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Culture Concierge:

October 8, 2012

Murray Moss’s Famous Design Trove Goes on Auction Oct. 16

This Moss gathers stones…and paintings, sculpture, teapots, really cool teddy bear chairs & anything design-minded

By Nancy Staab

Novelist E. M. Forster’s famous line “Only Connect” could be the theme of this significant art auction conducted by Phillips de Pury and determined by Murray Moss’s Eclectic, Ravenous, Imaginative Eye.

Murray Moss in a Campagna teddy bear chair Murray Moss in a Campagna teddy bear chair


















After nearly 20 years, design majordomo Murray Moss has shuttered his legendary boutique, Moss, in SoHo for an art consulting biz. As a result, some of his prize pieces, from antiquity to current day, are on the auction block at Phillips de Pury & Company on Oct. 16. Moss has one of the best design eyes in the business, having been an early champion of such contemporary art stars as Marcel Wanders, Maarten Baas, Studio Job, the Campana Brothers, and Hella Jongerius—all represented in this month’s auction. But Moss’s eclectic eye roams far and wide both in disciplines and time and so the auction of his Sir John Soane-like collection also includes 17th century Italian adoration paintings and ancient busts from Greece, as well as more modern paintings, sculptures, screens, chairs, light fixtures, architectural models and objets d’art by Gio Ponti, Frank Stella, Piero Fornasetti, Alberto Giacometti, Charles and Ray Eames, Louise Nevelson and many, many more. There’s also works by Paul Cezanne; a cool, undulating black “Fly” chaise lounge (2003) composed of carbon fiber by Mark Robson; and a 1594 portrait of Maria de Medici.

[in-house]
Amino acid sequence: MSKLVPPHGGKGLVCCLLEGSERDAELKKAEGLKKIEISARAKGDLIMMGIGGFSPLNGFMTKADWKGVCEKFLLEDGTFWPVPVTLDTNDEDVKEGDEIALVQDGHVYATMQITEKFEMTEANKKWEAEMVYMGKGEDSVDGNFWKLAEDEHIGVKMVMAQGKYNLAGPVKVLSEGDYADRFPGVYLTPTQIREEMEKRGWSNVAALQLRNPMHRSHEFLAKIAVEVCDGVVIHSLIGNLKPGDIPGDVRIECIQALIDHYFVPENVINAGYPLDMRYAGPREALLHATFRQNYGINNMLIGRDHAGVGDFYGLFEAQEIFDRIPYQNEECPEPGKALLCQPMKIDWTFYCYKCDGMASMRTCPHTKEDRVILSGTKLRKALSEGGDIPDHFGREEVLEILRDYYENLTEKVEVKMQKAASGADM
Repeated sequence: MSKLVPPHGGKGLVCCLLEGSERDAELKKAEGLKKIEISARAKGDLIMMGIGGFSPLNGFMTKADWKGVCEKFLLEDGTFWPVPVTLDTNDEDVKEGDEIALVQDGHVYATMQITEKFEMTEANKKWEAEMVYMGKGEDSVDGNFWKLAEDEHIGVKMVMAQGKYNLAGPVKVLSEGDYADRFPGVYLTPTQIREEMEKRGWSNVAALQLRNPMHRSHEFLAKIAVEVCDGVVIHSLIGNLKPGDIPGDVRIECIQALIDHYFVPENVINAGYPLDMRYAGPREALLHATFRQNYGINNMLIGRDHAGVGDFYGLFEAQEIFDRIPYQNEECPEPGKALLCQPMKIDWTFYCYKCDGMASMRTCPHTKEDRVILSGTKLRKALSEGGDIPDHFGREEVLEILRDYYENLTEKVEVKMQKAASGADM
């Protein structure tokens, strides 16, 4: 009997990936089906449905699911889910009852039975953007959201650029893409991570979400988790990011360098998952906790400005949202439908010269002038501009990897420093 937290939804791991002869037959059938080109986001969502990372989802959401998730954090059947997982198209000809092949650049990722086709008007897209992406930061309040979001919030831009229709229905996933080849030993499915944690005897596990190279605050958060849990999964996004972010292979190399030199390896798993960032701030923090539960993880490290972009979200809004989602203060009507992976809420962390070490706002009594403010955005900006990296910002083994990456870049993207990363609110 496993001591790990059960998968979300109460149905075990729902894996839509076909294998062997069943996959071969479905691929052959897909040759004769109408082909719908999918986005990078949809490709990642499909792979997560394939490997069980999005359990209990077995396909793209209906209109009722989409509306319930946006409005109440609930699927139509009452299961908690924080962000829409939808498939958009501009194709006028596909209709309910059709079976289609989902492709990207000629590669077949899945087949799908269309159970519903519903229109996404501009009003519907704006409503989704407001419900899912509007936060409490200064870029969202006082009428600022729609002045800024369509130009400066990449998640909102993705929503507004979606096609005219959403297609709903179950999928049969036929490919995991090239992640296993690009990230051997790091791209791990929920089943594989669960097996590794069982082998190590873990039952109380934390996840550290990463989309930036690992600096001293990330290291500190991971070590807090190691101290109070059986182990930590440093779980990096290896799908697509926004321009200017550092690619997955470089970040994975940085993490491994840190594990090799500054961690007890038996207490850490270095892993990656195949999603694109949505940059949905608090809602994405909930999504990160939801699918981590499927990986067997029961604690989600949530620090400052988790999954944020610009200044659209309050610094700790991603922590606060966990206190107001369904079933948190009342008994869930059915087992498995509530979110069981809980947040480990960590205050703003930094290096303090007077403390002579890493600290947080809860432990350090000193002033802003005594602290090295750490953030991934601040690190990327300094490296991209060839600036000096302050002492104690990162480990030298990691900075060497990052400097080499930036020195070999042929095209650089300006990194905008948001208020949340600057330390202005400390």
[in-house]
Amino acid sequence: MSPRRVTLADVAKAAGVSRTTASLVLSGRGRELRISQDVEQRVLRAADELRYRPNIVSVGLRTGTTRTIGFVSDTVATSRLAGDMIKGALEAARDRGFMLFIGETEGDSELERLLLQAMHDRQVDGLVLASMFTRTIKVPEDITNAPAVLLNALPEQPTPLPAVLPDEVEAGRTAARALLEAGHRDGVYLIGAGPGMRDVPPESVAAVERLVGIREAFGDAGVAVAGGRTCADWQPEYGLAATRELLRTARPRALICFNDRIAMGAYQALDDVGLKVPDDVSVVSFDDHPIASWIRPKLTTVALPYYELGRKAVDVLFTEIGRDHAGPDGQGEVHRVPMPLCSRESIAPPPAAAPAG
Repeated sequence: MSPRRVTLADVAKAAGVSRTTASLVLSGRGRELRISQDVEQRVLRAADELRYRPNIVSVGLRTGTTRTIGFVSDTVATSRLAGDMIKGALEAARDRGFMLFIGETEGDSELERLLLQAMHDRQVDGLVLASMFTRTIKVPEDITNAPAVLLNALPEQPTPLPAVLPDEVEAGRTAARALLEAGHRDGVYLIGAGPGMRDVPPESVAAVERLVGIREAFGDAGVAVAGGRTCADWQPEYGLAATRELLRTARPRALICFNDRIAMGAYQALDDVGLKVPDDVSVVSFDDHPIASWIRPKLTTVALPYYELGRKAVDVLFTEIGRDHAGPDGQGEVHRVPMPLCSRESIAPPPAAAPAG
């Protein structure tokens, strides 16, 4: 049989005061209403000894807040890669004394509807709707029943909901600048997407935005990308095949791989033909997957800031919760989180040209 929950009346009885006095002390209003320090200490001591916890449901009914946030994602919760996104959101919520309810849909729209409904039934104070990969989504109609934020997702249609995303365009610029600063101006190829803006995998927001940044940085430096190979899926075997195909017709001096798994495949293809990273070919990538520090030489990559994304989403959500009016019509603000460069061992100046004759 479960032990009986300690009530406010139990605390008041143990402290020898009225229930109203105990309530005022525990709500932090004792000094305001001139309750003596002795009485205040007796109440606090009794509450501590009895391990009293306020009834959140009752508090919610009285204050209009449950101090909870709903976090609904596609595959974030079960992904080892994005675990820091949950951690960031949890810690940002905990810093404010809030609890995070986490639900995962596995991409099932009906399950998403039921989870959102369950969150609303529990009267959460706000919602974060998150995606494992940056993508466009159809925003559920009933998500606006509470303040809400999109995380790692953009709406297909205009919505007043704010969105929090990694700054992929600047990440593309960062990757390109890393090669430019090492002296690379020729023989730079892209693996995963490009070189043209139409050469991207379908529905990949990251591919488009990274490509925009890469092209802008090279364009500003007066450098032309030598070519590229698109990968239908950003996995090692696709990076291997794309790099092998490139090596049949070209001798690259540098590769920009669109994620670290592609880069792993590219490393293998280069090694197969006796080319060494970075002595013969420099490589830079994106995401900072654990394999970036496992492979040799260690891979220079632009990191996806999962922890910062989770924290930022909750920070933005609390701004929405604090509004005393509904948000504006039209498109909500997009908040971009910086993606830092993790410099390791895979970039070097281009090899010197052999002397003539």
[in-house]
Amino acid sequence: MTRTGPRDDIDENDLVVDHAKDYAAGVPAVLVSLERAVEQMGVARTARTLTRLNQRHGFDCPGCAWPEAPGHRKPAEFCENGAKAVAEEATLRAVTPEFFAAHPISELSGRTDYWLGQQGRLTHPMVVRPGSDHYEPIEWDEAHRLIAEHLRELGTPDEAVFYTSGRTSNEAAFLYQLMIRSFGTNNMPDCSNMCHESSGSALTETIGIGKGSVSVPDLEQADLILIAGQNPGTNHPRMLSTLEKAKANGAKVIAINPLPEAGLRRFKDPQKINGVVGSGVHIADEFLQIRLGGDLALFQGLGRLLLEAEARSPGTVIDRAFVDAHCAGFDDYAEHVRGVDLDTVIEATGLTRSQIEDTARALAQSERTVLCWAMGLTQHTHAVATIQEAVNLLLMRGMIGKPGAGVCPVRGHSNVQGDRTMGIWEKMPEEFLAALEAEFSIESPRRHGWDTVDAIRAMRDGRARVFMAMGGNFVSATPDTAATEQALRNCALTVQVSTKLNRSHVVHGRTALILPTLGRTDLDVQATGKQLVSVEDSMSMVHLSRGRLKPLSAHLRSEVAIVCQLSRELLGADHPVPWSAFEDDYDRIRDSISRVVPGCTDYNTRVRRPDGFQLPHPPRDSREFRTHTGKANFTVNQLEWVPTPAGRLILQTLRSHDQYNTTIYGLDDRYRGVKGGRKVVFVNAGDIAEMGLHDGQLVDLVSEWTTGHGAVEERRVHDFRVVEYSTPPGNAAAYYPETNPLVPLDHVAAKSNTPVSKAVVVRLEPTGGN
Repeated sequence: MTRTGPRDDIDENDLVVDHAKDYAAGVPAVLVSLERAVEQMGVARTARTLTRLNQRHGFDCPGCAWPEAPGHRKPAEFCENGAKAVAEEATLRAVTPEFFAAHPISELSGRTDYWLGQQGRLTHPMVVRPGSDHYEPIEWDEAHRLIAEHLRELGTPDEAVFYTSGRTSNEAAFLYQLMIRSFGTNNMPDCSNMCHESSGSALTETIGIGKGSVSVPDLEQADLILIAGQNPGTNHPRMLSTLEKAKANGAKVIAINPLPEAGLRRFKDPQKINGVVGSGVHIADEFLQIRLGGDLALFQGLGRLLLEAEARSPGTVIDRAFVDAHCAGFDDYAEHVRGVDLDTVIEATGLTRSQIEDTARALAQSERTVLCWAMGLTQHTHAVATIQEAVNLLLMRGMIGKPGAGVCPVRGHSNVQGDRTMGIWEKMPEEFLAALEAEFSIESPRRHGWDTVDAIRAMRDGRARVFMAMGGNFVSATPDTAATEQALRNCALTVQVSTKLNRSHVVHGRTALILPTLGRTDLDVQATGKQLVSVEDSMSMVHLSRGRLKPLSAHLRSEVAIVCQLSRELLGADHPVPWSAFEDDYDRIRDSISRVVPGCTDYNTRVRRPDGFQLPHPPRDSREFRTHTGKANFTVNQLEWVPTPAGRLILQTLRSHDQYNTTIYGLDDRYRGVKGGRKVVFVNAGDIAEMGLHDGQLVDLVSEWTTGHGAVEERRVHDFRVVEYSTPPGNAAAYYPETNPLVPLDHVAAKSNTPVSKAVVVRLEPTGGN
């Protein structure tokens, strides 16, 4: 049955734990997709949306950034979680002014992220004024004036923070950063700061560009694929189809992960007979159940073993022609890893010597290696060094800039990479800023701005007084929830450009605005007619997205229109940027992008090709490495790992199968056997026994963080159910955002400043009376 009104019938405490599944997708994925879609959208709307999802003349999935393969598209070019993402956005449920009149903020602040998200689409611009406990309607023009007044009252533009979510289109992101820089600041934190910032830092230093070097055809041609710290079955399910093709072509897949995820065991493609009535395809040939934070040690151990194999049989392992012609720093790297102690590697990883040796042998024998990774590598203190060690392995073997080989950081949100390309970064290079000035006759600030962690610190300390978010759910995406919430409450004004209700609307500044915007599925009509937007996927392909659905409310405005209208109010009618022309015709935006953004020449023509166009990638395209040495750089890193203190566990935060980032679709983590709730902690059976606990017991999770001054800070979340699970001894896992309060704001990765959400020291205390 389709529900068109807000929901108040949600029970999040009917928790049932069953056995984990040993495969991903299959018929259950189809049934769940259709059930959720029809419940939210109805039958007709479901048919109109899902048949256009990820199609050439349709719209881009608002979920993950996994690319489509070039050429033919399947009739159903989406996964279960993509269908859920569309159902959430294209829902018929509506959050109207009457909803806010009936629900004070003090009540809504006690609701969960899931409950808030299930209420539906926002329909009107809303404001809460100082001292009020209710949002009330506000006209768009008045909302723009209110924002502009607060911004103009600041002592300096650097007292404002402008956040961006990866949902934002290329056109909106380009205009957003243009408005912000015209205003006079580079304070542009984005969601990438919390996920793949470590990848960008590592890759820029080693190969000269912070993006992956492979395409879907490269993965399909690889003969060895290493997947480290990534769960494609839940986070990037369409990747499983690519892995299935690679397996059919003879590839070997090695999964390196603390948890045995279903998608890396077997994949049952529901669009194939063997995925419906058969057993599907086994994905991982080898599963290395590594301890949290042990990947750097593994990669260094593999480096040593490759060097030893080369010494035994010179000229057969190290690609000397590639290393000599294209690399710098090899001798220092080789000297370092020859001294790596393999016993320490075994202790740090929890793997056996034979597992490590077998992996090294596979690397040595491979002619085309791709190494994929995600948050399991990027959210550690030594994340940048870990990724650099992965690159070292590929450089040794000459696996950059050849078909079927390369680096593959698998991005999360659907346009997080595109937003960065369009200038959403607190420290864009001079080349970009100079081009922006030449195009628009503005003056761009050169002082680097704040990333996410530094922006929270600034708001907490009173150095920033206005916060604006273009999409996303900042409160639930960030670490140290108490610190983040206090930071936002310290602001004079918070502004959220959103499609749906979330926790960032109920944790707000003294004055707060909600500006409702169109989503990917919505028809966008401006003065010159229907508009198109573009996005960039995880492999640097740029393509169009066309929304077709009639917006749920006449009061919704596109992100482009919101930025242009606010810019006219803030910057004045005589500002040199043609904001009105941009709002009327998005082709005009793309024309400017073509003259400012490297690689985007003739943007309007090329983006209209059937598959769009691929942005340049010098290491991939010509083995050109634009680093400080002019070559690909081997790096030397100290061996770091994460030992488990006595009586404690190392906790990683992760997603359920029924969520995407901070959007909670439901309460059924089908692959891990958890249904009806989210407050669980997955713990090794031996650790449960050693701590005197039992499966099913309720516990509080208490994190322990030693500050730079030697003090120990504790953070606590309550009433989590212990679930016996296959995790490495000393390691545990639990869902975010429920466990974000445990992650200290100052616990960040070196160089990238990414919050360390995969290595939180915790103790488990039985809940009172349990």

What unites this ragtag group of artistic greats? Only one thing: Murray’s discerning eye that always pinpoints the best in design, composition, shape, technique, materials, and most importantly ideas. Indeed, there is a very conceptual quality to Moss’s design collection and this auction, which he has personally curated. The auction is subtitled “Dialogues Between Art and Design” and in it he has ingeniously paired the diverse objects by drawing artistic, not always obvious parallels between them. For example, a voluptuous nude painting of a reclining woman by Luciano Castelli (1982) done in almost garish primary blues, yellows and reds is compared to an equally voluptuous aubergine velvet sofa by Mattia Bonetti (2002). In the auction catalogue Moss muses “Doesn’t the velvet-skinned sofa suggest the elongated, welcoming lap of the sleeping red siren? Couldn’t each be a portrait of the other?”

Likewise, Moss finds similarities between a fuzzy chair composed of dozens of black and white stuffed panda bears by Fernando and Humberto Campana  (2006) with a black and white abstract by Henri Michaux (1959) and likens both to a Rorschach test. And the clever comparisons keep coming in the over 200-page auction catalogue. If you don’t have the cash to score the “Fly” lounge, at least sharpen your eye and wit by purchasing the auction catalogue!

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"Red Nude" by Luciano Castelli, 1982 and velvet sofa by Mattia Bonetti, 2002.


Panda Banquette by Fernando & Humberto Campana, 2006, and Panda Banquette by Fernando & Humberto Campana, 2006, and "Composition" by Henri Michaux, 1959.


18th century Italian Martydom of St. Lawrence painting & 18th century Italian Martydom of St. Lawrence painting & "Damned.MGX" light fixture & detail by Luc Merx 2007